Did You Know?
- Lang Scots Mile
Standardisation of weights and measures is a relatively modern concept. Until the 18th century, a "mile" in Scotland could be a variable distance (not least because smaller measures such as a yard had not been firmed up either). But it seems that in Scotland, a mile was usually longer than in England. Robert Burns referred to that in his poem "Tam o' Shanter" -
"...While we sit bousing at the nappy,
An’ getting fou and unco happy,
We think na on the lang Scots miles..."
Although variable, a Scots mile was reckoned to be an average of 1,984 yards or 5,952 feet (about 1,814 metres) while the English mile was 1,760 yards or 5,280 feet (1,609 metres). After the Union of the Parliaments in 1701, the standard English measure began to be introduced in Scotland. However, it was the end of the 18th century before the Lang Scots Mile was totally replaced.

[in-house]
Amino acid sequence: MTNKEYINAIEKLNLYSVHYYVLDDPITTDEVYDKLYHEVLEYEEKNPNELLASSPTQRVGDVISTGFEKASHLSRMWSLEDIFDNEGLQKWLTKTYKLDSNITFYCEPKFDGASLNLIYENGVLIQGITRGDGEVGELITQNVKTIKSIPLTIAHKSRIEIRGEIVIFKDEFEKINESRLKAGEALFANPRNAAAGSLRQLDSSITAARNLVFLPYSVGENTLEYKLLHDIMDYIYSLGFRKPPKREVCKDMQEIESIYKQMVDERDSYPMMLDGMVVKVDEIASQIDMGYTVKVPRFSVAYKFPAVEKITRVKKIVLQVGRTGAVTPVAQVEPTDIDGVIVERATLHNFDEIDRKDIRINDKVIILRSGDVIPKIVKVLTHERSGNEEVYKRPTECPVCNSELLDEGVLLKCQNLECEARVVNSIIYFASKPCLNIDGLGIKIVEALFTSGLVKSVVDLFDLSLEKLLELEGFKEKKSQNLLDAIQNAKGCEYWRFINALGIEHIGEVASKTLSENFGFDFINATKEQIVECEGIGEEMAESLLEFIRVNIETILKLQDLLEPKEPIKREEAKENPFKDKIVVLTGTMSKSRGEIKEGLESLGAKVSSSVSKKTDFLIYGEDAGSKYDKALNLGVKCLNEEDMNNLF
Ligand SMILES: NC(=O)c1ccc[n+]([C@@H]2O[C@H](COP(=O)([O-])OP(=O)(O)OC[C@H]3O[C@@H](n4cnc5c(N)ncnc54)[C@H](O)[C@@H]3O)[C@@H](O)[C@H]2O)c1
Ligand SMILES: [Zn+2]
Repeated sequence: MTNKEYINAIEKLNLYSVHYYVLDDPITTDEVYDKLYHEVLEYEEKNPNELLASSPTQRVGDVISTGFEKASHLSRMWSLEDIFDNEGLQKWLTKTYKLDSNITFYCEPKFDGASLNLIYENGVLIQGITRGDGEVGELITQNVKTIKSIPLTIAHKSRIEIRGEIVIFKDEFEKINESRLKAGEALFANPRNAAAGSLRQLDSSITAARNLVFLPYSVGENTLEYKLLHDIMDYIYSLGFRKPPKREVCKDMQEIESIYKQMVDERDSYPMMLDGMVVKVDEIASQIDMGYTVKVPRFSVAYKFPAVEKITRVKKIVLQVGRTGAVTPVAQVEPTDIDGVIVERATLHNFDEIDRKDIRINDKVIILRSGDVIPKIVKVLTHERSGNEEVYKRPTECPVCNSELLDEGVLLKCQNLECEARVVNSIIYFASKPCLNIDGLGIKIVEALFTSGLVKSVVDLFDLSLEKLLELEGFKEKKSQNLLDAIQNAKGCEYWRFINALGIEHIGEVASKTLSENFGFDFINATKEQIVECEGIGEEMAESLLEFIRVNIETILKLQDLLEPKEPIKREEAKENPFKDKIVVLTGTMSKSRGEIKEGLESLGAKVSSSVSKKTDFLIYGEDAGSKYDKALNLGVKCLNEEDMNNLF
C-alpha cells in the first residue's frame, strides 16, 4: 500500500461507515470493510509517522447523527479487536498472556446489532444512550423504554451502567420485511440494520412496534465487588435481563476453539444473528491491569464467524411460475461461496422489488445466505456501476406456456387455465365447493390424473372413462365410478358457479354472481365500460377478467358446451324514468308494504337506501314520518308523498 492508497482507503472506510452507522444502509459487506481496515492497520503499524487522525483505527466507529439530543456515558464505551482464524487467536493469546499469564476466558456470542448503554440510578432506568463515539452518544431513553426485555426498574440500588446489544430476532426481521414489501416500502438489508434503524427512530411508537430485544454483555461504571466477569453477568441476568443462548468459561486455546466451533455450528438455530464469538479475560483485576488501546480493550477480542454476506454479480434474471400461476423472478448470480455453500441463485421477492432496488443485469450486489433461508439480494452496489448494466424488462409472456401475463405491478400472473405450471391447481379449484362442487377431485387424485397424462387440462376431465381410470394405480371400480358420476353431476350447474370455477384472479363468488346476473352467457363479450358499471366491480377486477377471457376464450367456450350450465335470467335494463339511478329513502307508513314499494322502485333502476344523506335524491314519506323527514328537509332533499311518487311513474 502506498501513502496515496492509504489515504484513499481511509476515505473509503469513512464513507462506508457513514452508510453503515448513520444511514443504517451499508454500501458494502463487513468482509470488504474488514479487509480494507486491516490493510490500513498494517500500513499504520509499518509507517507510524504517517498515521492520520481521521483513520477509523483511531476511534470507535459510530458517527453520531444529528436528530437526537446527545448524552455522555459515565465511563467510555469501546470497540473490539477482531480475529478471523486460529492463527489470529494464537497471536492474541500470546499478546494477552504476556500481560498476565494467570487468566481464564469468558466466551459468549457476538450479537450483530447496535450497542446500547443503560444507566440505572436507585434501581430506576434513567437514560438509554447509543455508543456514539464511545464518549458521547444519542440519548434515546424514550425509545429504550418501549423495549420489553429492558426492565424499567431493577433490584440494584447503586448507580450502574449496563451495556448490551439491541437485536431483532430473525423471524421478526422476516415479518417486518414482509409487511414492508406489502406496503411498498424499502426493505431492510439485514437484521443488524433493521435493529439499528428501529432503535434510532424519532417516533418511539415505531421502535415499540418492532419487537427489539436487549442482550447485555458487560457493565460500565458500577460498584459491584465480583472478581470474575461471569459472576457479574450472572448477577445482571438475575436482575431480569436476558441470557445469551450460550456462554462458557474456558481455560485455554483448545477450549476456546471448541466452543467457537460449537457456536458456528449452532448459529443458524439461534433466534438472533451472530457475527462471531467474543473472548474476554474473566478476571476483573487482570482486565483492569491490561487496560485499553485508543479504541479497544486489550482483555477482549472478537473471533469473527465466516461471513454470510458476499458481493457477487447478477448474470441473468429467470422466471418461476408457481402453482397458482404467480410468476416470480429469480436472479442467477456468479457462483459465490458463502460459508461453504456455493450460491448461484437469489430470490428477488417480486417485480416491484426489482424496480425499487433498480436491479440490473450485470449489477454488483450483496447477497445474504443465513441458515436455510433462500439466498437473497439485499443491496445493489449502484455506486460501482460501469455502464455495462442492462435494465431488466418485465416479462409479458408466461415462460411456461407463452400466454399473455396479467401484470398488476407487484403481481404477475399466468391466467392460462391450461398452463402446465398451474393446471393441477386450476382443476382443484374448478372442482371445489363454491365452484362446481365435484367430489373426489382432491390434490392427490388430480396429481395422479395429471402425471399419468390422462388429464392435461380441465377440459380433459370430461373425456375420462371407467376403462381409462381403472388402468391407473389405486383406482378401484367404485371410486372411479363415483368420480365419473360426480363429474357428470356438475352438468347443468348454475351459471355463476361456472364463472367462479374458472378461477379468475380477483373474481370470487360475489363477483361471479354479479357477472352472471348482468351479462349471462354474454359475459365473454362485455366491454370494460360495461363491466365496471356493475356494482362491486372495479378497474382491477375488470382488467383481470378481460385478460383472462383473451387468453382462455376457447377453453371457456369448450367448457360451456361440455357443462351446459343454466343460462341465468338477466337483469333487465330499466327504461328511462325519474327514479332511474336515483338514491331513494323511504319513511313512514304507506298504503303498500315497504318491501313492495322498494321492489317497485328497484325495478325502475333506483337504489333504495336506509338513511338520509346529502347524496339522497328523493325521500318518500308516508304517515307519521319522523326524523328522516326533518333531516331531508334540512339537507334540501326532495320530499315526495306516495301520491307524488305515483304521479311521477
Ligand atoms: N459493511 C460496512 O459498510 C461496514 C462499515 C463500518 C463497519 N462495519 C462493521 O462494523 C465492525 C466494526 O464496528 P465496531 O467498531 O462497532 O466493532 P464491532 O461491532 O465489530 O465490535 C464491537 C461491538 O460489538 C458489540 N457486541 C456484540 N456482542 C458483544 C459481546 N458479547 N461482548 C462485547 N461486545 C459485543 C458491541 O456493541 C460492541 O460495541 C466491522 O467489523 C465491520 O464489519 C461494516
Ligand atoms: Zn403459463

In 2002, South Ayrshire Council decided to combine their historical links with Burns and the increasing focus on exercise and keeping fit by creating a "Measured Scots Mile" on the seafront at Ayr. This unique feature was seen as a tourist attraction as well as a way of encouraging healthy exercise. The route is between two car parks at Miller’s Folly on Cromwell’s Fort to Blackburn Car Park. There are bronze quarter-mile markers (with bare feet cut into them) to encourage anyone who is flagging along the way. It was estimated that a 10 stone man or woman would burn off 115 calories and a 16 stone person, 184 calories. The route is totally flat and suitable for wheelchairs. There are views over the Firth of Clyde to Arran, Kintyre and the Cumbraes as well as the long, sandy beach. And there is a children's play park half-way along, if they want to burn more calories!
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